From BMJ Opinion.
“Has covid-19 gone?” My first thought every morning for six months. A few weeks ago, I was jubilant. The muscle aches had evaporated, my head was clear. I announced this to Rachael, a friend who knows chronic fatigue well. “Fantastic, Paul. You have found your baseline.” Crestfallen, I realised this was not the end; it was the end of the beginning.
The beginning, a “near death” experience with covid-19 that I described earlier, was like a grenade had exploded in my hands. Dazed, deaf, and befuddled, I spent weeks wondering, where has the shrapnel lodged? Are some fragments still fizzing? In my heart? Is my brain still infected? Why was I stumbling for words?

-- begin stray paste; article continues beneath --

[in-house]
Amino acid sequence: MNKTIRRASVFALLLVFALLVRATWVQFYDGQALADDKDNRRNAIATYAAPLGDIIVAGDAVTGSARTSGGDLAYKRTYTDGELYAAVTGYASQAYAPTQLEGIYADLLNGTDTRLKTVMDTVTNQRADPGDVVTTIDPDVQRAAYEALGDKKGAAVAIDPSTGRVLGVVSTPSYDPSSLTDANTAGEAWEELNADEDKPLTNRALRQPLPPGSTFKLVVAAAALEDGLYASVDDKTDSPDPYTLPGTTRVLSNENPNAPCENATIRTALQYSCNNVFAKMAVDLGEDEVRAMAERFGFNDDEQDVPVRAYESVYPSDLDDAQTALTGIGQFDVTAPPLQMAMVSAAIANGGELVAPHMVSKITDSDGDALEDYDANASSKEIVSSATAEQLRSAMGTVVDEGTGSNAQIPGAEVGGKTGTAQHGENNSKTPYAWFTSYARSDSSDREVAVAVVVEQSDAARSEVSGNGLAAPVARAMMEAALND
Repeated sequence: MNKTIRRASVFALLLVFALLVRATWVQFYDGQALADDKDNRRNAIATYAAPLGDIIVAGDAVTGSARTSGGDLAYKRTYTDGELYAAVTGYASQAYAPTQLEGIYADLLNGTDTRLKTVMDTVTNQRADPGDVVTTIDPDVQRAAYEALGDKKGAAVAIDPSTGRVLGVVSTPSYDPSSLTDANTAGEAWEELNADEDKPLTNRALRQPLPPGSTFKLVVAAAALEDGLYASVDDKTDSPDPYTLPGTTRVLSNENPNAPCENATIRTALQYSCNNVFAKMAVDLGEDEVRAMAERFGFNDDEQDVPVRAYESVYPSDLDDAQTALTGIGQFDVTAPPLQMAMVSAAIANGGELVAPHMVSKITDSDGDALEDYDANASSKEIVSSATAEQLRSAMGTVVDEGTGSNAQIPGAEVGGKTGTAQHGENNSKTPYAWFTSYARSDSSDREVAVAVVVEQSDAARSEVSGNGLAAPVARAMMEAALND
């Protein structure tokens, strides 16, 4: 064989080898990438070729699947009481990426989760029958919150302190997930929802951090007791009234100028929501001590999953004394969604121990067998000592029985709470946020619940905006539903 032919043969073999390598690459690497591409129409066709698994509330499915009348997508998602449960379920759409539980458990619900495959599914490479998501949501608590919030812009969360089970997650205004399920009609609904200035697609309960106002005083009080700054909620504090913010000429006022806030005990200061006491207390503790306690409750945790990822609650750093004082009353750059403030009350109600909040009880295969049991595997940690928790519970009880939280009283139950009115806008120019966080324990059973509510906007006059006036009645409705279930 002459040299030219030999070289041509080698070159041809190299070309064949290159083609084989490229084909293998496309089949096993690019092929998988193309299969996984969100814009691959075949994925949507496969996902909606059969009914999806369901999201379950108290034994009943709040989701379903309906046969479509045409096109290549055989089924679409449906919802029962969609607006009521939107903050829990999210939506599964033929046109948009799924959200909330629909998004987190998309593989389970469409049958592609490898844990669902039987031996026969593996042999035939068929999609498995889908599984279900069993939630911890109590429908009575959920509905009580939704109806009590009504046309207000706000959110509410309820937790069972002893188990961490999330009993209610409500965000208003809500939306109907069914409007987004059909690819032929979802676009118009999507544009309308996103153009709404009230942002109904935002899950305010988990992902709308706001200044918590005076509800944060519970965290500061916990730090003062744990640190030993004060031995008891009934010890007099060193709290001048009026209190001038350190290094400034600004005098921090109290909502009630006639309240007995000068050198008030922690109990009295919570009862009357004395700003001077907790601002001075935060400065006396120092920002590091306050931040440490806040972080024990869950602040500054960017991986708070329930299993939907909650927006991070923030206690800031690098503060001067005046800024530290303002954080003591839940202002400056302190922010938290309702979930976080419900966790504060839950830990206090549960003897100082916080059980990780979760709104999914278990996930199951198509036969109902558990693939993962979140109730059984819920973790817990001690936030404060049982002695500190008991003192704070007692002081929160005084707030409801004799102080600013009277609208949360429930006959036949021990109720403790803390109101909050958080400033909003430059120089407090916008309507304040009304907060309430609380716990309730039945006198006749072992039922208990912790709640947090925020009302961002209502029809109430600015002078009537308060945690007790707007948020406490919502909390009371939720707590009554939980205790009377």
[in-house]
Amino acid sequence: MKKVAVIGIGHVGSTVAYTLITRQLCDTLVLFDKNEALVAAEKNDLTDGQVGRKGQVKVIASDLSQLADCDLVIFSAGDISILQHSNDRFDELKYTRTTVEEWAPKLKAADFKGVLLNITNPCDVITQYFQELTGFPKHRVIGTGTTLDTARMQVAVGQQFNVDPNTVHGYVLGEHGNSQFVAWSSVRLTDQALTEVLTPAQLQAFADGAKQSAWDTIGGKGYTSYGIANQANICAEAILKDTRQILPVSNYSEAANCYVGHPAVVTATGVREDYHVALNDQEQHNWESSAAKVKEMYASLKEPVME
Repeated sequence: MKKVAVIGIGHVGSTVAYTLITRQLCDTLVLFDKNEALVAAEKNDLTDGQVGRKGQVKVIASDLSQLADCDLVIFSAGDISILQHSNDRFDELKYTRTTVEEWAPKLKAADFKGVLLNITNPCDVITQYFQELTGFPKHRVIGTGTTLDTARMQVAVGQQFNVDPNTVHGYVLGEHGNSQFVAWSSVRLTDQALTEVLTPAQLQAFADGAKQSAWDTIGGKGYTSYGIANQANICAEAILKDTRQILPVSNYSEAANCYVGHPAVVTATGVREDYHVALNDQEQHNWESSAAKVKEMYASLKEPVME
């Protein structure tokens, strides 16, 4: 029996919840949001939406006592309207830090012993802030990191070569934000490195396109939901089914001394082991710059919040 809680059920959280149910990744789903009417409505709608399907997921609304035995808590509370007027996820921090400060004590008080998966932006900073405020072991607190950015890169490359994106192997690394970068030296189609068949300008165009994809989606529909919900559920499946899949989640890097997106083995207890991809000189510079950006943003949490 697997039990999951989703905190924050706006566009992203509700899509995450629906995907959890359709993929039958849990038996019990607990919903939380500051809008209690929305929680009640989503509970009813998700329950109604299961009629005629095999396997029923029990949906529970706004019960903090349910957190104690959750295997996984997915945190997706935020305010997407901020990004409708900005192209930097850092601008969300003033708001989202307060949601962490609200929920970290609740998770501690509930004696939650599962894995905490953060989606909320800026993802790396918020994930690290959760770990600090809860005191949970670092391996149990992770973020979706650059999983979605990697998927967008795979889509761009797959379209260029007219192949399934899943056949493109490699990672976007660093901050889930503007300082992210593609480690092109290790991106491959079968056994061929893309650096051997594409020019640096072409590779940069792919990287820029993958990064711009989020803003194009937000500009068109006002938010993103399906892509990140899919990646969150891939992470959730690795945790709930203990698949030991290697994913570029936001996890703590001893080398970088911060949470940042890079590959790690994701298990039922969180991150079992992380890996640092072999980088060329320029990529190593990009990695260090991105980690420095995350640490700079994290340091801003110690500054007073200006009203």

I knew I needed to pace. My head was foggy, I lost my symptom diary spreadsheet, I forgot to measure screen time. I sought professional help, I wanted feedback, practical advice. I was desperate, tired, grumpy. I wanted someone to help me pace and thought occupational health could refer me to a specialist service. Instead, I was told I needed a course of cognitive behaviour therapy (CBT).
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